FILLMAN LABORATORIES - AUG. 30, 1988
Re: Water Study With The ION-PURE Disinfection System.
On August 22, 1988, a controlled analysis of recreational water using a prototype of a swimming pool, source water from a municipal water treatment plant, a known bacteriological culture, and the Ion-Pure ionization system as the sole disinfectant was undertaken to determine the effectiveness of the Ion-Pure equipment in reducing bacterial levels.
A modified fifty-five (55) gallon aquarium was used as a simulated swimming pool along with a twenty (20) micron filter as a typical swimming pool filter. The Ion-Pure ionization unit was connected to the aquarium.
The bacterial culture used was a mixed population of Escherichia Coli, Staphylococcus Aures, Staphylococcus Epidermidis, and Streptococcus Pyogenes. The bacterial density of this culture was ascertained by the Membrane Filtration Method for Escherichia Coli using M-Endo Broth and a Heterotrophic plate using a Standard Plate Count agar. All bacteriological testing was performed in accordance with Standard Methods for the Examination of Water and Wastewater.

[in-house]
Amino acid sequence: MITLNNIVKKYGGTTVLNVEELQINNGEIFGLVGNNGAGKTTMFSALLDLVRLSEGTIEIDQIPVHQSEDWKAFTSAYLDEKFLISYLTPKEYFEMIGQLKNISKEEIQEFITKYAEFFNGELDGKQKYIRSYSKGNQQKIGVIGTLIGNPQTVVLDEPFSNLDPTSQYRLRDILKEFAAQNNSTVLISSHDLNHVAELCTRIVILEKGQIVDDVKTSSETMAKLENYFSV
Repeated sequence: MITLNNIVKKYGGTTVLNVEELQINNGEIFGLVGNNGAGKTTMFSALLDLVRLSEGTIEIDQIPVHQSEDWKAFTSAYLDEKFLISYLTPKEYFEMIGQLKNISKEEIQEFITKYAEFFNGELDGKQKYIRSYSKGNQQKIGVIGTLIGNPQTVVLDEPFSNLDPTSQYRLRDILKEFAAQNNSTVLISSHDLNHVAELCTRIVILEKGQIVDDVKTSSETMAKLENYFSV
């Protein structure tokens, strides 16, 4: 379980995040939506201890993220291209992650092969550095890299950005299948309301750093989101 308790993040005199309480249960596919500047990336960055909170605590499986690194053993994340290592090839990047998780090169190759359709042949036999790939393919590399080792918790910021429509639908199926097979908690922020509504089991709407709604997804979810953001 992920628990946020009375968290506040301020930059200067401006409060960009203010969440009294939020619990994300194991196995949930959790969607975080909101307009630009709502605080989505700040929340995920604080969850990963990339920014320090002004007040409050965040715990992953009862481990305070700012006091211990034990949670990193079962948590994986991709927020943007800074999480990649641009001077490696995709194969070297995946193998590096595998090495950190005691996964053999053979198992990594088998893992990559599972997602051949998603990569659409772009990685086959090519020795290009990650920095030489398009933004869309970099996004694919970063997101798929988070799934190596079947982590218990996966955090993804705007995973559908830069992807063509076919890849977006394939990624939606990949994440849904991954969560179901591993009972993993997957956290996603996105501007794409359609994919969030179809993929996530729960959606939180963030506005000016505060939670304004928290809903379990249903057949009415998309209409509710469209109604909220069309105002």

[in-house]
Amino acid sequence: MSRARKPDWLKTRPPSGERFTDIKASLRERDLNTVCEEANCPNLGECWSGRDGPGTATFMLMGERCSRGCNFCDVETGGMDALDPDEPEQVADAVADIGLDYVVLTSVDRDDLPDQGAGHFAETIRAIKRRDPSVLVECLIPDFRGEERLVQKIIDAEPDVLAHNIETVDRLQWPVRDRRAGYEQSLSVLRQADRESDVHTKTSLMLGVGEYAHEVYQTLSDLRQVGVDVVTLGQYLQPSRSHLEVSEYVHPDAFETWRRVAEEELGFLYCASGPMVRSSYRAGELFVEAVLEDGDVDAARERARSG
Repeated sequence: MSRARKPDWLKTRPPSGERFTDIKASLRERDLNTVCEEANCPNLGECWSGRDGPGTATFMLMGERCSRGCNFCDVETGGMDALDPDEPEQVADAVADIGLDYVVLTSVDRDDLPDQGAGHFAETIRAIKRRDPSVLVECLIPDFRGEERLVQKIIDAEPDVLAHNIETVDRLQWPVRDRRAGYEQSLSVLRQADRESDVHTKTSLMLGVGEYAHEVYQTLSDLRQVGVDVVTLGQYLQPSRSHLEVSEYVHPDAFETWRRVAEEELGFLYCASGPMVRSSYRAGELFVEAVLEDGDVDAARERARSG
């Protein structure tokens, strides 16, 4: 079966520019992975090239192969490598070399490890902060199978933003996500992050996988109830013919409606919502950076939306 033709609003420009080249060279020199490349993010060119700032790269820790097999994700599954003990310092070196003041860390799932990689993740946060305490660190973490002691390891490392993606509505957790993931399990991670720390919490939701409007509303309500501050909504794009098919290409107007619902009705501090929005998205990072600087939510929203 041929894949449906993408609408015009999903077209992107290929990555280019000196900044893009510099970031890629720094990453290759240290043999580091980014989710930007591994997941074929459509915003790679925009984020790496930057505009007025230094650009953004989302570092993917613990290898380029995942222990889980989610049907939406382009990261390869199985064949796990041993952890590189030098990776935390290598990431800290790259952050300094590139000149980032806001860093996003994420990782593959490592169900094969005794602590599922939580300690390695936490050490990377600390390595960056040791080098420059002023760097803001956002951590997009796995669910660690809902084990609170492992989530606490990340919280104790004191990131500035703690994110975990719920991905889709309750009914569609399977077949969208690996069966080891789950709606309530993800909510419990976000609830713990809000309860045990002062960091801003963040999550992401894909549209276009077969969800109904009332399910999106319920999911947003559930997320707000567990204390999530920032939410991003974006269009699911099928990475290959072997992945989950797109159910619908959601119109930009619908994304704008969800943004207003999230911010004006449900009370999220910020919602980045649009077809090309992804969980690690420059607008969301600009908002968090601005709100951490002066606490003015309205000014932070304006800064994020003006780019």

One hundred (100) milliliters of this culture was induced into the tank and allowed to circulate for ten (10) minutes. Bacteriological samples were collected aseptically at intervals of thirty (30), sixty (60), ninety (90), one hundred and twenty (120), and three hundred (300) seconds along with samples tested for pH, Chlorine, and Copper.
One hundred (100) milliliters were used as an aliquot for the Escherichia Coli and Heterotrophic plates. The Escherichia Coli were incubated at 35.0 C +/- 0.5 for twenty-four (24) hours, while the Heterotrophic plates were maintained at the same temperature, but allowed to incubate for forty-eight (48) hours.
The pH meter was calibrated using three (3) known Standards, while a water bath was used for incubation, and it was monitored for three (3) days. Temperatures of the bath were recorded once in the morning and once at night during the days of incubation. This was done in order to assure the proper calibration of the meter, and correct temperature of the incubator. A positive control plate and a negative control plate were run to check the ability of the broth and agar to induce bacteria groth as well as to check on the technique.
The conclusion arrived at by analyzing this data is that after thirty (30) seconds of exposure to the treatment by the Ion-Pure system, the bacterial levels were well within the accepted limits for recreational waters.